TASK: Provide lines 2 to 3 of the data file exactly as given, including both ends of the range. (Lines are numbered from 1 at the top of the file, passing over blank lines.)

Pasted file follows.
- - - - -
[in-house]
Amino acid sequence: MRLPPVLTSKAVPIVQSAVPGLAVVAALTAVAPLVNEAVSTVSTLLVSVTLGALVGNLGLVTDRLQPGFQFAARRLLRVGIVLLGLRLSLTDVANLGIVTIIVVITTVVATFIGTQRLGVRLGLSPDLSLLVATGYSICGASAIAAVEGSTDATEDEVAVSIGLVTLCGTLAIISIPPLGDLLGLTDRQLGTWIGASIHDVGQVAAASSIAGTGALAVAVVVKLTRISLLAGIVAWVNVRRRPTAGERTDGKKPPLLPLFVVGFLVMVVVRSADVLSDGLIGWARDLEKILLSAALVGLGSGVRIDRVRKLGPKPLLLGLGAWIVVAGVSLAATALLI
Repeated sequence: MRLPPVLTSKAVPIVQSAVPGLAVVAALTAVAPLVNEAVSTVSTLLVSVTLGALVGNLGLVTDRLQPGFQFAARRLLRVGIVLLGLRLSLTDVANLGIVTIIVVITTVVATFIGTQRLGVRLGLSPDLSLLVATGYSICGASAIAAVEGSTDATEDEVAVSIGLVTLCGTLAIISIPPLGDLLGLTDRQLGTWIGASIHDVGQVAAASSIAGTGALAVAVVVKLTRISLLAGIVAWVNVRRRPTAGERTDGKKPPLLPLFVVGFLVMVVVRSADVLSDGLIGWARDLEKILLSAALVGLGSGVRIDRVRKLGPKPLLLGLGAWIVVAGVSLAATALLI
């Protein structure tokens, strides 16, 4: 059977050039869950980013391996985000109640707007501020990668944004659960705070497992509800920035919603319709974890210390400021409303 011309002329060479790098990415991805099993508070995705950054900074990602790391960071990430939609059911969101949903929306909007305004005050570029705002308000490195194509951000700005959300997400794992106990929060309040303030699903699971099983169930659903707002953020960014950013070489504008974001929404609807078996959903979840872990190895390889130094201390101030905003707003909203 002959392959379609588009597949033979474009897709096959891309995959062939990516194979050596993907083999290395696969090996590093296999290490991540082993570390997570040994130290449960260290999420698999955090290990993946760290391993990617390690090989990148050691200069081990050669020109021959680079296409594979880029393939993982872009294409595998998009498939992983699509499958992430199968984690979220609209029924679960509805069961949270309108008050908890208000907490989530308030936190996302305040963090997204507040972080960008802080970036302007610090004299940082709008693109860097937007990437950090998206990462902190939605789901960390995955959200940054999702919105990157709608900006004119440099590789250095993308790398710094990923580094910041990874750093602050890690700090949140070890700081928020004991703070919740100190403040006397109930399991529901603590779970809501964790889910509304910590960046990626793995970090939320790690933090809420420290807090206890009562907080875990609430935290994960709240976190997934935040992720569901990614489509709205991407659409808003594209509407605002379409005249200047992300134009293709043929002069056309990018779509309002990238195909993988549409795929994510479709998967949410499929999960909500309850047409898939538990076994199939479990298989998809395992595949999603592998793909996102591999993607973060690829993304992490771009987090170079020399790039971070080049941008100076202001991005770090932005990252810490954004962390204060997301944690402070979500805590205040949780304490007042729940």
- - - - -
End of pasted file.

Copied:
Amino acid sequence: MRLPPVLTSKAVPIVQSAVPGLAVVAALTAVAPLVNEAVSTVSTLLVSVTLGALVGNLGLVTDRLQPGFQFAARRLLRVGIVLLGLRLSLTDVANLGIVTIIVVITTVVATFIGTQRLGVRLGLSPDLSLLVATGYSICGASAIAAVEGSTDATEDEVAVSIGLVTLCGTLAIISIPPLGDLLGLTDRQLGTWIGASIHDVGQVAAASSIAGTGALAVAVVVKLTRISLLAGIVAWVNVRRRPTAGERTDGKKPPLLPLFVVGFLVMVVVRSADVLSDGLIGWARDLEKILLSAALVGLGSGVRIDRVRKLGPKPLLLGLGAWIVVAGVSLAATALLI
Repeated sequence: MRLPPVLTSKAVPIVQSAVPGLAVVAALTAVAPLVNEAVSTVSTLLVSVTLGALVGNLGLVTDRLQPGFQFAARRLLRVGIVLLGLRLSLTDVANLGIVTIIVVITTVVATFIGTQRLGVRLGLSPDLSLLVATGYSICGASAIAAVEGSTDATEDEVAVSIGLVTLCGTLAIISIPPLGDLLGLTDRQLGTWIGASIHDVGQVAAASSIAGTGALAVAVVVKLTRISLLAGIVAWVNVRRRPTAGERTDGKKPPLLPLFVVGFLVMVVVRSADVLSDGLIGWARDLEKILLSAALVGLGSGVRIDRVRKLGPKPLLLGLGAWIVVAGVSLAATALLI